Big Blue Live exec producer James Honeyborne explains how his team is making the live natural history special for BBC1 charting the annual gathering of wildlife in California’s Monterey Bay

What’s the programme about? 
It’s the story of a gathering that happens at a very special place that’s peaking in the next couple of weeks. It’s a unique moment in history as well. 60 years ago Monterey Bay was pretty much devastated by pollution and overfishing. All the animals had been hunted to near extinction. The revival of this coast line is an amazing good news story as well.

Why make it a live show?
I think live brings you something very different. We can take the audience whale watching live in real time and that’s something on most people’s bucket lists. There’s an experiential element to it. This will be the closest you can get to going on a scientific expedition in real time. And this gathering of animals is an event. We have a long tradition of covering events live. We don’t know quite what’s going to happen but that’s part of the frisson of excitement for the audience.

Does the experience of Springwatch help 
with something so different?
There’s a wealth of experience both in production but also on the technical end of things too. We need to take all our learning from that but this is different, everything’s different when you get into the ocean. The weather and the sea state will affect where we can be but just like Springwatch there’s a lot of great content to cover. We have to be flexible. We have a depth of content, which I think is reassuring.

Are you confident you’ll see enough sea life?
Some animals are more guarantee-able than others. We have three sea otter mothers that have given birth in recent weeks right in front of the aquarium. We’ve got sealions on the harbour breakwater just across the bay, there are Pelicans and Shearwaters. Some things we see every single day.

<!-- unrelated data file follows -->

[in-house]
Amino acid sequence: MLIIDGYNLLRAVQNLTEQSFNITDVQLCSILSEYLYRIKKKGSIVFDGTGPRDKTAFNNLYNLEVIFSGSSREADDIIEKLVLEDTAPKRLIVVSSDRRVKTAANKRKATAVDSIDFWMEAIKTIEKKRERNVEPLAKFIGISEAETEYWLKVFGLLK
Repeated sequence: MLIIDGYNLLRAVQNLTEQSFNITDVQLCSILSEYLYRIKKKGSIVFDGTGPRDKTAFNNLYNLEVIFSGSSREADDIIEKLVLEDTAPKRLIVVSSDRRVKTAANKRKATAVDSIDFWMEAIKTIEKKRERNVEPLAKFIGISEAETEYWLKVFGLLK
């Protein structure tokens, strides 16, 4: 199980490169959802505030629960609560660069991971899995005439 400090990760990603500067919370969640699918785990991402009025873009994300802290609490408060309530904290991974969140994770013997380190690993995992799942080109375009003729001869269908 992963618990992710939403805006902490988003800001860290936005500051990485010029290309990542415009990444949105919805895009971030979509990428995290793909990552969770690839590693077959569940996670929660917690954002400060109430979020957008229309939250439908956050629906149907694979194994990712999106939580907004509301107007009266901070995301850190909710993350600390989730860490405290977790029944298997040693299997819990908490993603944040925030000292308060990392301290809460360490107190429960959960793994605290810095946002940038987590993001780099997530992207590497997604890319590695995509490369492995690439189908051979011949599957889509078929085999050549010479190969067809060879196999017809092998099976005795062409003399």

This year the fish shoals are coming very close to shore. We literally had them under the windows of our offices yesterday so a lot of the action is close to shore. We filmed a whale coming right into the harbour to feed the other day and it actually got stuck under a boat. There are opportunities we will seek that are more challenging. It would be amazing if we could see some of the big whales live, we stand a reasonable chance with that.
Is there infrastructure there already you can use?
There’s a lot of good science happening out here that is based on new technology. They have the bay covered in terms of hydrophones and cameras. There are people who have remote cameras on the sea bed picking up sharks as they swim past. There are scientists here who are even putting cameras on to some of the larger whales. Drones have been used to study some of these animals from the air which is great because with whales, when you’re looking down into the water you can see the length of the whole animal which is so impressive.

What will you attempt to show live?
We will always prioritise live and try to have live encounters with the wildlife but as with all live shows we will have elements of pre-recording. You want that to set up back stories and give context. We’re hoping to see animals live from the air, the surface of the water and under the water. We are planning to have live aerials scouting for things in the bay. Who knows what we might see? We might see giant sunfish, great white sharks, all sorts of creatures coming to this gathering. In addition to that we’ve got a boat that will be whale watching live and we are even doing some live dives in the kelp forest. We are absolutely trying to cover this place and I think that between us and the science that’s going on here it gives us a good degree of confidence were going to see some amazing animals.

Jon Creamer

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